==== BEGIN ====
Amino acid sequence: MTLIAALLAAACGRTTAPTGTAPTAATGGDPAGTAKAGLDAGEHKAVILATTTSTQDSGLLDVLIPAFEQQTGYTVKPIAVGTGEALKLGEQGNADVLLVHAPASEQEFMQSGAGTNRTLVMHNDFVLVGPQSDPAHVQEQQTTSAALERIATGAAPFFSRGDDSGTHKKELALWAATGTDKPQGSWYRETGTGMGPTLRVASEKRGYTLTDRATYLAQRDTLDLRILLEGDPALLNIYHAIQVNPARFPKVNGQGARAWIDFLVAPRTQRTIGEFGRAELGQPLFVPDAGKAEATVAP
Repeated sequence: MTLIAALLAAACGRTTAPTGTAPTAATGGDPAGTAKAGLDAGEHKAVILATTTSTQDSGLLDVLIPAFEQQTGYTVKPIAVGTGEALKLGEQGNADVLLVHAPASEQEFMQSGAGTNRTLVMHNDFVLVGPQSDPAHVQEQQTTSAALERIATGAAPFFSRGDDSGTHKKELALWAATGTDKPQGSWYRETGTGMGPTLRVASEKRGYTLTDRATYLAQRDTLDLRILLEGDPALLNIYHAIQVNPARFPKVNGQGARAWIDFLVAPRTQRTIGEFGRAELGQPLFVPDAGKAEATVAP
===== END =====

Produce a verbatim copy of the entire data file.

Amino acid sequence: MTLIAALLAAACGRTTAPTGTAPTAATGGDPAGTAKAGLDAGEHKAVILATTTSTQDSGLLDVLIPAFEQQTGYTVKPIAVGTGEALKLGEQGNADVLLVHAPASEQEFMQSGAGTNRTLVMHNDFVLVGPQSDPAHVQEQQTTSAALERIATGAAPFFSRGDDSGTHKKELALWAATGTDKPQGSWYRETGTGMGPTLRVASEKRGYTLTDRATYLAQRDTLDLRILLEGDPALLNIYHAIQVNPARFPKVNGQGARAWIDFLVAPRTQRTIGEFGRAELGQPLFVPDAGKAEATVAP
Repeated sequence: MTLIAALLAAACGRTTAPTGTAPTAATGGDPAGTAKAGLDAGEHKAVILATTTSTQDSGLLDVLIPAFEQQTGYTVKPIAVGTGEALKLGEQGNADVLLVHAPASEQEFMQSGAGTNRTLVMHNDFVLVGPQSDPAHVQEQQTTSAALERIATGAAPFFSRGDDSGTHKKELALWAATGTDKPQGSWYRETGTGMGPTLRVASEKRGYTLTDRATYLAQRDTLDLRILLEGDPALLNIYHAIQVNPARFPKVNGQGARAWIDFLVAPRTQRTIGEFGRAELGQPLFVPDAGKAEATVAP